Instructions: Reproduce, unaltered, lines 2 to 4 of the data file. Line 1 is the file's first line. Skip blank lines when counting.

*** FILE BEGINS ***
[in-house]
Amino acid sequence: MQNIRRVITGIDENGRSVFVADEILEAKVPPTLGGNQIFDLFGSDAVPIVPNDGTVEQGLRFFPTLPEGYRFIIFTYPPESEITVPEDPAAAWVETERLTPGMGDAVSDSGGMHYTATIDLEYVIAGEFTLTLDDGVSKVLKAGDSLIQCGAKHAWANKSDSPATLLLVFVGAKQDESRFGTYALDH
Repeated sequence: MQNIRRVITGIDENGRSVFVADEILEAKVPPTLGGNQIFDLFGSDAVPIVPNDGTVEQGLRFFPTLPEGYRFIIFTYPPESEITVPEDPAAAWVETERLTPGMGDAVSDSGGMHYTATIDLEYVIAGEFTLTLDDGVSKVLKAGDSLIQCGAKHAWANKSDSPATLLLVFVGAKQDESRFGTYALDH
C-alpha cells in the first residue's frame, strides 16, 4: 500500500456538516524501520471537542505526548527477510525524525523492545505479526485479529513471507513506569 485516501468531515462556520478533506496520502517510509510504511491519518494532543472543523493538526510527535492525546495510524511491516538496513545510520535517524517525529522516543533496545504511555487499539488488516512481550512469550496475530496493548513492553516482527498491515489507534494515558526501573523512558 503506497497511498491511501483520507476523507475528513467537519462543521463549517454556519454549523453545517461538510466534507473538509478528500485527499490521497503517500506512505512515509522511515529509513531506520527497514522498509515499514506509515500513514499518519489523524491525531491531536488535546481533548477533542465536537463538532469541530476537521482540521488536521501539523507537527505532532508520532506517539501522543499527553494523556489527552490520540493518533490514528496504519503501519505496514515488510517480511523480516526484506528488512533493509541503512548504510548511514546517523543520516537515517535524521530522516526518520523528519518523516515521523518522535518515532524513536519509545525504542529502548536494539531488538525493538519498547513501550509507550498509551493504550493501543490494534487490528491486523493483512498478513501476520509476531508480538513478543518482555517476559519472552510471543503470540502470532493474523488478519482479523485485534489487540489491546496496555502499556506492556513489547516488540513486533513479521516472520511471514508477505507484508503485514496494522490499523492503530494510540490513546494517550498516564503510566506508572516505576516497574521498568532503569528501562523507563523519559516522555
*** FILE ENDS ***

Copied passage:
Amino acid sequence: MQNIRRVITGIDENGRSVFVADEILEAKVPPTLGGNQIFDLFGSDAVPIVPNDGTVEQGLRFFPTLPEGYRFIIFTYPPESEITVPEDPAAAWVETERLTPGMGDAVSDSGGMHYTATIDLEYVIAGEFTLTLDDGVSKVLKAGDSLIQCGAKHAWANKSDSPATLLLVFVGAKQDESRFGTYALDH
Repeated sequence: MQNIRRVITGIDENGRSVFVADEILEAKVPPTLGGNQIFDLFGSDAVPIVPNDGTVEQGLRFFPTLPEGYRFIIFTYPPESEITVPEDPAAAWVETERLTPGMGDAVSDSGGMHYTATIDLEYVIAGEFTLTLDDGVSKVLKAGDSLIQCGAKHAWANKSDSPATLLLVFVGAKQDESRFGTYALDH
C-alpha cells in the first residue's frame, strides 16, 4: 500500500456538516524501520471537542505526548527477510525524525523492545505479526485479529513471507513506569 485516501468531515462556520478533506496520502517510509510504511491519518494532543472543523493538526510527535492525546495510524511491516538496513545510520535517524517525529522516543533496545504511555487499539488488516512481550512469550496475530496493548513492553516482527498491515489507534494515558526501573523512558 503506497497511498491511501483520507476523507475528513467537519462543521463549517454556519454549523453545517461538510466534507473538509478528500485527499490521497503517500506512505512515509522511515529509513531506520527497514522498509515499514506509515500513514499518519489523524491525531491531536488535546481533548477533542465536537463538532469541530476537521482540521488536521501539523507537527505532532508520532506517539501522543499527553494523556489527552490520540493518533490514528496504519503501519505496514515488510517480511523480516526484506528488512533493509541503512548504510548511514546517523543520516537515517535524521530522516526518520523528519518523516515521523518522535518515532524513536519509545525504542529502548536494539531488538525493538519498547513501550509507550498509551493504550493501543490494534487490528491486523493483512498478513501476520509476531508480538513478543518482555517476559519472552510471543503470540502470532493474523488478519482479523485485534489487540489491546496496555502499556506492556513489547516488540513486533513479521516472520511471514508477505507484508503485514496494522490499523492503530494510540490513546494517550498516564503510566506508572516505576516497574521498568532503569528501562523507563523519559516522555